PetPace program aims to gather canine epilepsy data

Bio-Response for Epilepsy helps pet owners, caregivers detect, track, possibly predict seizures

PetPace, maker of wearable technology for pets, announced a new “objective, innovative, and automated” program, PetPace Bio-Response for Epilepsy, that will allow pet owners to examine how pet biometric data changes in relation to seizure events.

Epilepsy is a common condition affecting millions of dogs. As dogs spend many hours unobserved, it is difficult for pet owners to know the frequency of seizures a dog suffers. As a result, veterinarians are challenged to formulate treatment plans for epileptic patients without knowing the actual scope or frequency of seizures.

As part of the PetPace Bio-Response for Epilepsy program development, PetPace is working with a large group of epileptic dogs and their owners to collect hundreds of seizure events and their correlated PetPace Smart Collar data.

PetPace Bio-Response for Epilepsy collects and analyzes a range of physiological and behavioral data from owner-reported seizure events, including changes in pulse, respiration, temperature, activity, positions, HRV, and more. The PetPace analytic engine analyzes the relevant biometrics using advanced mathematical models and machine learning techniques, and provides key statistical indicators, measures, and graphical patterns that can then be used to detect future seizures, according to the company.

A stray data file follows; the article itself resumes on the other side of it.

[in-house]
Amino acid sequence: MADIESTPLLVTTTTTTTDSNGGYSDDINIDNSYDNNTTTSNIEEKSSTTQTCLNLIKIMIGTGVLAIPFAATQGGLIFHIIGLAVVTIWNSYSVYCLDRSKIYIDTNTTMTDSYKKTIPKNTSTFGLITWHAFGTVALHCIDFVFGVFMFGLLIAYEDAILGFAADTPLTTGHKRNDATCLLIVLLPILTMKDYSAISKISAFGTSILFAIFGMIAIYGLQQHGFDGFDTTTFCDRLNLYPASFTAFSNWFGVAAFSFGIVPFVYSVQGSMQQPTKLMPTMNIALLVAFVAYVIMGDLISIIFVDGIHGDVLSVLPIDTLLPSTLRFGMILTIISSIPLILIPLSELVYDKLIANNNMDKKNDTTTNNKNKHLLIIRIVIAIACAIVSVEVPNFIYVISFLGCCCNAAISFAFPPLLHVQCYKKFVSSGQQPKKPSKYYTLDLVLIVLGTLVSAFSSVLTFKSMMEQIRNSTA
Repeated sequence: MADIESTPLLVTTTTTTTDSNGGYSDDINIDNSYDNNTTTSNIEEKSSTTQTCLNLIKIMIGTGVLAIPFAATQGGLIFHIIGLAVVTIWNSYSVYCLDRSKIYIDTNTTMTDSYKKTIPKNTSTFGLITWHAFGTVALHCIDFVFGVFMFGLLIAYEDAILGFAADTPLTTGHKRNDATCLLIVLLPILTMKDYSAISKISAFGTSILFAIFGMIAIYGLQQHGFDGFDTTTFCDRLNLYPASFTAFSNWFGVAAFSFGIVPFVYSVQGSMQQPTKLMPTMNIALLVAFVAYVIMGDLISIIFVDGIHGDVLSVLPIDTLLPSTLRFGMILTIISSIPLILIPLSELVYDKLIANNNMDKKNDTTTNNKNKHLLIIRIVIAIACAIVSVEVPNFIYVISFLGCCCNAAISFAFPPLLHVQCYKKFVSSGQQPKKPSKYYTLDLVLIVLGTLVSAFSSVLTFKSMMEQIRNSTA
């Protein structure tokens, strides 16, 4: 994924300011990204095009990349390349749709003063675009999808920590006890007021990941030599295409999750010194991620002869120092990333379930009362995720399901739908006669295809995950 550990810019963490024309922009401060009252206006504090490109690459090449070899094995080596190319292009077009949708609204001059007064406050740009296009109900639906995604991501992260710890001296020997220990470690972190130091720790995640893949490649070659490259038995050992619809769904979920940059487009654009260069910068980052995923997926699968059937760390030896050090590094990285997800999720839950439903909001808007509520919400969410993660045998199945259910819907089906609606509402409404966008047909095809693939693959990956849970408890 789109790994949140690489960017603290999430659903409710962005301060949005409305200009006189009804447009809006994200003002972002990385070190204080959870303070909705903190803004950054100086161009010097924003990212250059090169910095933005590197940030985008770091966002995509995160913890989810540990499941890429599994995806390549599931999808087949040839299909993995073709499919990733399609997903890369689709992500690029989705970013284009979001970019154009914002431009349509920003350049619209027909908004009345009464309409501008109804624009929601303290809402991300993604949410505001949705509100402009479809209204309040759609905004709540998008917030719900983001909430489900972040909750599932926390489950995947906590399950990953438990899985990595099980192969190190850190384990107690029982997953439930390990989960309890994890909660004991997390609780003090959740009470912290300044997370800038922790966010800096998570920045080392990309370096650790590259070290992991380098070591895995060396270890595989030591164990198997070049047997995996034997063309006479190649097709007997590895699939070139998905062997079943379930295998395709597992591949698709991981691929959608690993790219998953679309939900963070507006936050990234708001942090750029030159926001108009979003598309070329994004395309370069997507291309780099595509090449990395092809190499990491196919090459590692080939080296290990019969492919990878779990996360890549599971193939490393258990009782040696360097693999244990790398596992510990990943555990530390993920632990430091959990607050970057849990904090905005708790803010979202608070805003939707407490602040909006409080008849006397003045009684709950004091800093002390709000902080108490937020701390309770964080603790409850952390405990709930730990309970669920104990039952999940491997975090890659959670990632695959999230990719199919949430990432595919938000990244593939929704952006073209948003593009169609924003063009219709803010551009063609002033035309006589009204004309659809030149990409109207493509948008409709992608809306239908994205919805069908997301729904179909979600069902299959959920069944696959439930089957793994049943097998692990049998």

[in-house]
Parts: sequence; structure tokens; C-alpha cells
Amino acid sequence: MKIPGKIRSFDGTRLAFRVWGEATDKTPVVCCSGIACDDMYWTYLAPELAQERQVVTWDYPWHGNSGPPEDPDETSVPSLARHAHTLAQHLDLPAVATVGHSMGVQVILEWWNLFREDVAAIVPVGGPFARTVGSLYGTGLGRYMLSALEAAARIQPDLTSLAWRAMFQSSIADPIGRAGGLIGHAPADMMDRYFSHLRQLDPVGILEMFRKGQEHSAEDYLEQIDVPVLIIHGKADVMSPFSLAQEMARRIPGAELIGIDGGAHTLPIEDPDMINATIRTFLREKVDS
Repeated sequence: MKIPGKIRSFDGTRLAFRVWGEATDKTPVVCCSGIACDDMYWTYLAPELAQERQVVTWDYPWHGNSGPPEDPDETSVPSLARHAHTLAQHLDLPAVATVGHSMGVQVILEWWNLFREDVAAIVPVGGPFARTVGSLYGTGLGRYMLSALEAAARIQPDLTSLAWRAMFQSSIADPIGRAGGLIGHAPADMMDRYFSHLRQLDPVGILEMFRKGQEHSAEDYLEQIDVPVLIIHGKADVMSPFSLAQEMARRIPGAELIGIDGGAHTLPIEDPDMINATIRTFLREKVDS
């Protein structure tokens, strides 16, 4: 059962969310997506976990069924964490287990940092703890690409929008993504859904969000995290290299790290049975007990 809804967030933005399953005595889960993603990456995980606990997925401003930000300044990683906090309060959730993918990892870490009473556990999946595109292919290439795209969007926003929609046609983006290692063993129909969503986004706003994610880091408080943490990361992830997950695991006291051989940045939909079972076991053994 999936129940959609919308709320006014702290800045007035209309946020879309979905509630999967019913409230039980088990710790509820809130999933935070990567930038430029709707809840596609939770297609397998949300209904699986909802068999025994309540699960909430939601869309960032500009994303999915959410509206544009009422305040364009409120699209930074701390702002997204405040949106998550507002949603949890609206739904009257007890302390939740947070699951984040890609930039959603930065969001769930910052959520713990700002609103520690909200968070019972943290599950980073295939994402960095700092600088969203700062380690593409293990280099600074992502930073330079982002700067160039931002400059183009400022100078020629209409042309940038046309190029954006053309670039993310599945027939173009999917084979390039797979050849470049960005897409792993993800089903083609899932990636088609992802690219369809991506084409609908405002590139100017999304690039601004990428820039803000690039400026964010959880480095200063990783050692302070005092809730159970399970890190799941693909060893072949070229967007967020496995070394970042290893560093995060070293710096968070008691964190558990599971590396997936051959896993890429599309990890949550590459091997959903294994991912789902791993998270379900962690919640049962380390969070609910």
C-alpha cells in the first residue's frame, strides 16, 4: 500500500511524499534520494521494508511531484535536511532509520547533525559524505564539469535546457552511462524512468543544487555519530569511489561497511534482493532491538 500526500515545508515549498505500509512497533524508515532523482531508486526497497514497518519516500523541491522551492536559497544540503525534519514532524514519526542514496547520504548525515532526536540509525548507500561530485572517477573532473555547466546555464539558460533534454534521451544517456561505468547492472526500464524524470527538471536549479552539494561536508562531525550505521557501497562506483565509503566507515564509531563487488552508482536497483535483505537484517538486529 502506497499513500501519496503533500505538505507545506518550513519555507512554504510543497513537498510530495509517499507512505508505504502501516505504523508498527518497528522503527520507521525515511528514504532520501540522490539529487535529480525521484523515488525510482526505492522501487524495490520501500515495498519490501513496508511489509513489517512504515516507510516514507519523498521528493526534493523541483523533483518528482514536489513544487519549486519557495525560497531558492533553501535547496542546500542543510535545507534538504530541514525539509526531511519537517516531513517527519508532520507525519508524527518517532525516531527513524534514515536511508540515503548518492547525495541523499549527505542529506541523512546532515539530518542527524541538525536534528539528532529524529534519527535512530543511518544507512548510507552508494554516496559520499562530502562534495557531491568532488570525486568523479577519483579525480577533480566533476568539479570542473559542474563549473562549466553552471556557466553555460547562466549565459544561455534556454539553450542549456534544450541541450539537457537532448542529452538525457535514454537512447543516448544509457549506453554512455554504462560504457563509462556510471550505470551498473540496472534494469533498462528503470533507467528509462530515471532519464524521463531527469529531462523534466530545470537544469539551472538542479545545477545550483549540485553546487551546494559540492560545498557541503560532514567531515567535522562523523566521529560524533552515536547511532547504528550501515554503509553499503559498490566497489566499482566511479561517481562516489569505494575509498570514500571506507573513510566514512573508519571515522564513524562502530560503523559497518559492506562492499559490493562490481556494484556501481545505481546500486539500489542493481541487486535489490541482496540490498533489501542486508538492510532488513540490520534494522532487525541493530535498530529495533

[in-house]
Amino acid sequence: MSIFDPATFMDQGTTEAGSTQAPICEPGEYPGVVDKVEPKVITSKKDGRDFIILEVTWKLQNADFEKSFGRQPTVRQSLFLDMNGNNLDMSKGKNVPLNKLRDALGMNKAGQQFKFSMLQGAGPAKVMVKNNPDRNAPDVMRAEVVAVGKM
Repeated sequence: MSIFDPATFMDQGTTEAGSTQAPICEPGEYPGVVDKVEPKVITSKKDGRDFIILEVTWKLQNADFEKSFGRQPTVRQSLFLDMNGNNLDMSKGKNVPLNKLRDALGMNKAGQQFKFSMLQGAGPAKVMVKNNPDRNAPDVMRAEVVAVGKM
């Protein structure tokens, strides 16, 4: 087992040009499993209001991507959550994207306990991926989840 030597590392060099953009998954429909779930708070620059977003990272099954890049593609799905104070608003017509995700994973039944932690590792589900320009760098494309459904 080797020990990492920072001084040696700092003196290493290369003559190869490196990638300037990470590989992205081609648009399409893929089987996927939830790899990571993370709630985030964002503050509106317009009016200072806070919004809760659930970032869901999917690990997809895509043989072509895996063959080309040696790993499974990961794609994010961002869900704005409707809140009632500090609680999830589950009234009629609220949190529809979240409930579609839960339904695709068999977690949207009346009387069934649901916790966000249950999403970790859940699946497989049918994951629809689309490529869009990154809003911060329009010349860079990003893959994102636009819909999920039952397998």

“This technology has the potential to change the way caregivers relate to and treat epileptic dogs and cats,” said Asaf Dagan, DVM, DABVP, PetPace’s chief veterinarian. “The powerful combination of caregiver input and PetPace advanced analytics may open the door for remote, automatic detection of seizures, and ultimately to significant improvement in the management of this unfortunate condition.”

“Leveraging the data collected by the dog’s smart collar and using machine learning and big data models holds a great promise for the future of care,” said Mickey Scheinowitz, Ph.D., previous chair, Department of Biomedical Engineering and founder/director of the Biomedical Technology Innovation Program at Tel Aviv University.

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